Free Radicals and Antioxidants: One of These is Not Like the Other

Free Radicals and Antioxidants: One of These is Not Like the Other

Free Radicals: How They Can Help or Hurt Your Skin

A war is being waged by every cell in your body on a daily basis. It is called oxidative stress. This happens from free radicals that are formed when you inhale smog, cigarette smoke, exposure to sunlight or germs trying to invade your skin, or even from eating highly processed, high sugar foods. Sometimes your body, including your skin makes free radicals to help protect you from invaders and danger, knowingly creating some harm for the greater good, and some free radicals also occur as a result of normal cell functions.

Each human cell endures approximately 10,000 "hits" per day from free radicals that destroy enzymes, proteins, fats, DNA molecules, cell membranes and structures. Left alone they can cause damage that could lead to cancer and premature aging, among other issues. But free radicals are not all bad all the time and can help protect us in some situations, the damage is done when they build up beyond our body’s ability to appropriately neutralize and clear them.

Antioxidants are the antidote to free radicals. They help neutralize them after the fact and can even prevent formation of free radicals to some extent as well. Antioxidant rich skin care products, foods and supplements can help protect us by blocking and neutralizing damaging free radical insults.

Let’s start at the beginning

What are free radicals and antioxidants? Free radicals are highly unstable and toxic molecules that form as oxygen and other molecules’ bonds are broken in a process is called oxidation (think of iron rusting over time. The fix is to restore the missing electrons which is what antioxidants do. Our antioxidant system includes both antioxidants made in our body (endogenous) and that which we get from our diet or supplements (exogenous).

 As humans we don’t make much in the way of antioxidants because we have evolved, compared to plants, to be mobile, i.e., to move out of the way of danger, such as ultraviolet radiation (aka sun exposure) and pollution. We also are meant to be smart enough to avoid foods that are inflammatory or toxic. Plants are not mobile, so they have adapted to create antioxidants to combat the dangers from the environment to help them thrive under otherwise near impossible conditions- think desert, where there’s only sand and sun and no water, yet somehow cacti survive and thrive. When we eat those foods, we get the value of their antioxidants. Therefore, a plant based, whole food diet with limited meat consumption is ideal. When we adapt these antioxidants for skin care, in carefully formulated products we can have the benefits directly for the skin as well.

My favorite antioxidants in skin care include Niacinamide, Vitamin C and peptides. The active ingredients drive the products but it’s the supporting ingredients, called the vehicle, that drives the end result. Together this is what sets one product apart from another, it’s what makes one product better than a seemingly equal one with the same ingredients.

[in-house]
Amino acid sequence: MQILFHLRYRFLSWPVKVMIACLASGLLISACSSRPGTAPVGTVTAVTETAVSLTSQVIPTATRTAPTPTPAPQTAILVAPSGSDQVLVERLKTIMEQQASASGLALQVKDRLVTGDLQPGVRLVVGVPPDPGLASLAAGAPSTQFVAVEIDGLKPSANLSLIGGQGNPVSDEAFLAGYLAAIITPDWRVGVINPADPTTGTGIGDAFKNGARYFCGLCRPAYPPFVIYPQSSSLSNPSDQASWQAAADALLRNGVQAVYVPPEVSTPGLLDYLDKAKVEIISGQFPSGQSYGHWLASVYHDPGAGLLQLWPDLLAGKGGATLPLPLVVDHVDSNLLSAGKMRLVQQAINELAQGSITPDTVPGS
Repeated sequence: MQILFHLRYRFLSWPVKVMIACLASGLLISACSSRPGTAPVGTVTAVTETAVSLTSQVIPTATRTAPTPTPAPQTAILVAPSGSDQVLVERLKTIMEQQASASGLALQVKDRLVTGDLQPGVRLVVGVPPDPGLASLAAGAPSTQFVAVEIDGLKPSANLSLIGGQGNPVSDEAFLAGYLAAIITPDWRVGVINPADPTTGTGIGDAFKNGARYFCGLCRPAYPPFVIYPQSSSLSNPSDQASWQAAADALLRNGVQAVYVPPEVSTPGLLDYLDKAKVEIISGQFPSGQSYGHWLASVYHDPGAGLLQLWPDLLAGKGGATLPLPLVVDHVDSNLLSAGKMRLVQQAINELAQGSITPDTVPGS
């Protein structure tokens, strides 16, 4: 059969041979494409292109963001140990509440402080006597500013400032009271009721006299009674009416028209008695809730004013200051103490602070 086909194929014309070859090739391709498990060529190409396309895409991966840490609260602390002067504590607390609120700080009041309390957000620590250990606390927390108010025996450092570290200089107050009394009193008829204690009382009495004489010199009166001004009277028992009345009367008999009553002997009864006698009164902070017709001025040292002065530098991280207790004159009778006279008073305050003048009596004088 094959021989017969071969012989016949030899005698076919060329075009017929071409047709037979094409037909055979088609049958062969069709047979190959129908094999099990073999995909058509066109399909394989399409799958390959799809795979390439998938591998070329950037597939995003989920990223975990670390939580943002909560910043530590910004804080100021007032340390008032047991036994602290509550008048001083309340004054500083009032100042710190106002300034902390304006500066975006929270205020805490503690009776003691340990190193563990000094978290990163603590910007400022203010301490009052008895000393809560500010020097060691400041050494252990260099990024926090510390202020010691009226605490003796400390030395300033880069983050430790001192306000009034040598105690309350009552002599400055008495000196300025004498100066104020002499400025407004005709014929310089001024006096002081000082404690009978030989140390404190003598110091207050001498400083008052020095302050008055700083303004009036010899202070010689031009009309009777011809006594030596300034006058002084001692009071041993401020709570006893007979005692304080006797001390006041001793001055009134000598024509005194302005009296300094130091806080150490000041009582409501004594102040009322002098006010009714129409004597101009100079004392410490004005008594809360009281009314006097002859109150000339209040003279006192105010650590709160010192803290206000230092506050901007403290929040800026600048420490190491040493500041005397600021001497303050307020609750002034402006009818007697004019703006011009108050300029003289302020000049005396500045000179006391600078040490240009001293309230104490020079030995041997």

Niacinamide: This water-soluble Vitamin B3 has many skin benefits, whether taken orally or used in skincare products and is one of my favorite ingredients both topically and orally, in all skin types. Research shows oral niacinamide can help prevent skin cancer and slow the development of skin cancers. It helps with stem cell properties of skin cells, differentiation, and senescence and with barrier repair and hydration since it supports the synthesis of ceramides. Think of ceramides as analogous to glue, holding skin cells together, in a good way, preventing excess water loss from the skin and allowing your skin to optimally rejuvenate itself. It has anti-inflammatory benefits and, by lowering sebum excretion helps control acne and can make your pores appear smaller.  It also helps with cell metabolism by supporting mitochondrial function (mitochondria are the energy powerhouses of our cells). Other important benefits include helping even out skin tone.

Vitamin C: Think of Vitamin C as a free radical quencher, but you need the right formulation and in the right concentration.  It can be very unstable so it needs to be stabilized in order to be able to do it’s job without losing efficacy right after you open the bottle.

Peptides: There are many different peptides but all of them are proteins that, depending on the source and quality, can help with collagen production and skin rejuvenation.

Bottom Line

Free radicals are unstable toxic substances that are created as a by product of normal cell activity and as a function of your body protecting itself against a variety of insults. If left unchecked they can do much damage and the way to prevent this is by eating a healthy diet and using products that contain antioxidants to help quench them before the damage is done.

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